For 2013, Hornady is introducing a reduced recoil .38 Special load in the Critical Defense line of ammunition. Â The Critical Defense Lite is a light weight .38 load loaded to standard pressures specifically designed to minimize abuse to the shooters of small, light revolvers.
Seemingly everyone carries a snub nose revolver in their pocket. Â I’ve got a J-frame Smith & Wesson in mine as I write this. Â They are easy to carry and have numerous advantages when compared to other guns and style of carry. Â But, small revolvers carry at least one significant disadvantage: Â recoil. Â That’s where the Critical Defense Lite comes into play.
It uses a 90 grain FTX bullet and makes for 1200 fps out of a 4″ test barrel. Â Out of a 1 7/8″ barrel J-frame, expect a lot less speed. Â I’d guess about 950 or so fps. Â At these speeds, this light bullet isn’t much of a powerhouse, but that isn’t what it is designed for.
Probably one of the hardest recoiling .38 loads out of a lightweight revolver is the old FBI load: Â a 158 grain LSWC-HP loaded up to +P pressures. Â Before the Speer 135 grain Gold Dot SB and the Corbon 110 grain DPX rounds, the old FBI load was the only thing I would consider carrying. Â I would still carry it (because it performs,) but there are less harsh-on-the-shooter alternatives now.
For anyone with chronic hand or wrist problems, the FBI load is likely too painful to shoot. Â Likewise the other loads I mentioned can be too harsh for someone with aÂ physicalÂ limitation. Â For these folks, the Hornady low recoiling .38 Special could be considered.
One of the things I do not like about this load is the pink packaging and support of breast cancer research through its sales. Â It seems to suggest that only women shoot thisÂ ammunition, and they can’t handle full-power loads. Â How many men might benefit from shooting this ammo, but will not even consider it because of the marketing? Â For women, does this send a message that they can’t shoot the same ammo as men?
I’m positive that Hornady had no ill intention, and values all of their customers. Â I just hope Hornady comes out with alternative packaging to avoid alienating some of their potential customers.
There have been several other low-recoil rounds to make the dealer shelves in the past. Â My favorite light load is the Federal Nyclad: Â a standard pressure, 110 grain soft lead bullet that is “jacketed” in polymer. Â The Nyclad line used to be very popular, but fell out of favor when the more modern bullet designs started coming onto the market. Â Federal reintroduced the .38 Special Nyclad a few years back, but I don’t know what the sales numbers might look like.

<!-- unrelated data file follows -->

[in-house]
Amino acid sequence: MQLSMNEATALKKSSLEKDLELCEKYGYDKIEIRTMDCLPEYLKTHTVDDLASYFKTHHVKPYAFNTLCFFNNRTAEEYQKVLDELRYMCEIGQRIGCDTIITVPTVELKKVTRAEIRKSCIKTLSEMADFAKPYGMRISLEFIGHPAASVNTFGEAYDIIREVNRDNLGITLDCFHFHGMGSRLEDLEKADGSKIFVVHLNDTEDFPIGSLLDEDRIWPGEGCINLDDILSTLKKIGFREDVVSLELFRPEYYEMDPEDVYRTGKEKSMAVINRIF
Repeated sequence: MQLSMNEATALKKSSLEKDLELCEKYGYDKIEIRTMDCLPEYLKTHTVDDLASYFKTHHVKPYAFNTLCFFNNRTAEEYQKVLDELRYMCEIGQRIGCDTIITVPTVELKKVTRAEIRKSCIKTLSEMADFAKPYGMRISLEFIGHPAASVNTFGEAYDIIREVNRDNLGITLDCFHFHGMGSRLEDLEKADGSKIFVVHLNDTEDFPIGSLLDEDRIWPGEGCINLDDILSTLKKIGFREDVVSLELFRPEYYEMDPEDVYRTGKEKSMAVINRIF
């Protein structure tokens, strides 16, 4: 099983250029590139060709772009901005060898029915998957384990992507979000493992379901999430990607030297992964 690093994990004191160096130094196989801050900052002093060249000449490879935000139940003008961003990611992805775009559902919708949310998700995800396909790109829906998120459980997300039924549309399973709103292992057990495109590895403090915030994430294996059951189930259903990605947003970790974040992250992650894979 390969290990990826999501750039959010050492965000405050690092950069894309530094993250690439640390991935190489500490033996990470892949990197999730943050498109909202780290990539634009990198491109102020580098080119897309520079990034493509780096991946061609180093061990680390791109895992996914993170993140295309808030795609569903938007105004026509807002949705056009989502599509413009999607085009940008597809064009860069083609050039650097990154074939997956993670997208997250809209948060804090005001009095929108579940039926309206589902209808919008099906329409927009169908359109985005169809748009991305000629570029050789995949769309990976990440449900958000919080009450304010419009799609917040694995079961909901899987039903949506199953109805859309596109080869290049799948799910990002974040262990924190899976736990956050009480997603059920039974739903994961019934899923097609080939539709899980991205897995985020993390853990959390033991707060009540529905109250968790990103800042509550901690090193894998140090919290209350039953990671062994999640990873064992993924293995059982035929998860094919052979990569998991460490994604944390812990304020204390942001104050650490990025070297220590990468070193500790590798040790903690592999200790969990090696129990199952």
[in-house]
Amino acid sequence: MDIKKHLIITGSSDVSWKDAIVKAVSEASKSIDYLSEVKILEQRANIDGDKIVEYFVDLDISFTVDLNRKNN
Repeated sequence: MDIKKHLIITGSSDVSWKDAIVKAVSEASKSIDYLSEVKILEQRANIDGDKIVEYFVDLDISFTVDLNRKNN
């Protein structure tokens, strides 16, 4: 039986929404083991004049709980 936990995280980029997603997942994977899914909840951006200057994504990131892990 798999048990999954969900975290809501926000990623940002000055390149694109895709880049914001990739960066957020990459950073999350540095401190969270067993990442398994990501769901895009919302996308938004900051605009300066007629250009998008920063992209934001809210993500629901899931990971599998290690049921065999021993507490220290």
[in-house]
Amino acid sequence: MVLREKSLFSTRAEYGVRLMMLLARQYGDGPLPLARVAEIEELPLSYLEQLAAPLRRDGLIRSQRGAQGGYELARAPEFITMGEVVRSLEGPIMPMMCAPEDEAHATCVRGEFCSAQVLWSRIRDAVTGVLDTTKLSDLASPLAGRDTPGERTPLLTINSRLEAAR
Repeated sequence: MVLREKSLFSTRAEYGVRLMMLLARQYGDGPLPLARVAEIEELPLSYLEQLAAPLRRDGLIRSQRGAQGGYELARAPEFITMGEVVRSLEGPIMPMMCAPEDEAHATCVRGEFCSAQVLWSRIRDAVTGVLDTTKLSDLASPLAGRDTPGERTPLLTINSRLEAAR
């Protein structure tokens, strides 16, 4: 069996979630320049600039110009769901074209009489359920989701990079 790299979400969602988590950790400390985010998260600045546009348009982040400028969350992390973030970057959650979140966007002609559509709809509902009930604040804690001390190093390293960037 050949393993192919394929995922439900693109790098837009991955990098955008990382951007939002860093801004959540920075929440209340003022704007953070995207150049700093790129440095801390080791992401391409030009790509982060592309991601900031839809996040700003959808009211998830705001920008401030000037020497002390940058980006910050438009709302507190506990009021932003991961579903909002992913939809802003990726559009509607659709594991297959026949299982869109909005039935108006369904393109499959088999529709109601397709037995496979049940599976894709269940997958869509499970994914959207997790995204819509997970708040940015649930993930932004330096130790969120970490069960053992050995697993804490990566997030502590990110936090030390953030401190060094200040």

Regardless of the packaging, this ammunition can be a real life-saver for shooters with significant recoilÂ aversion. Â If you fall into thatÂ category, check out the Critical Duty Lite and see if it makes sense for you.
6 replies on “Hornady .38 Special Critical Defense Lite Ammo”
As a survivor… nobody has ever raped a 38. The pink tipped ammo may just be considered a nice reminder that women can have a chance to protect themselves. As I had to. Sadly predators are among us. It seems the anti gun people lost sight of this or perhaps some of them may be predators.
I have not played with this load yet. That said, shot placement beats projectile power levels every time. As less recoil generally promotes better shot placement, the concept of this load seems to be logically sound. I personally could care less what the packaging looks like. That women cannot handle as much recoil as men (generally) I would count as axiomatic, this being a matter of body weight/muscle mass. That said, currently the average woman weighs as much as the average man did in 1960 when every cop in the country carried a revolver in 38 special. An average modern woman should be able to handle standard 38 special loads, but she might well prefer less recoil given a choice. In my younger days, I shot a 44 magnum. I don’t enjoy that much punishment these days. This might be just the ticket for a nice old Colt Police Positive Special.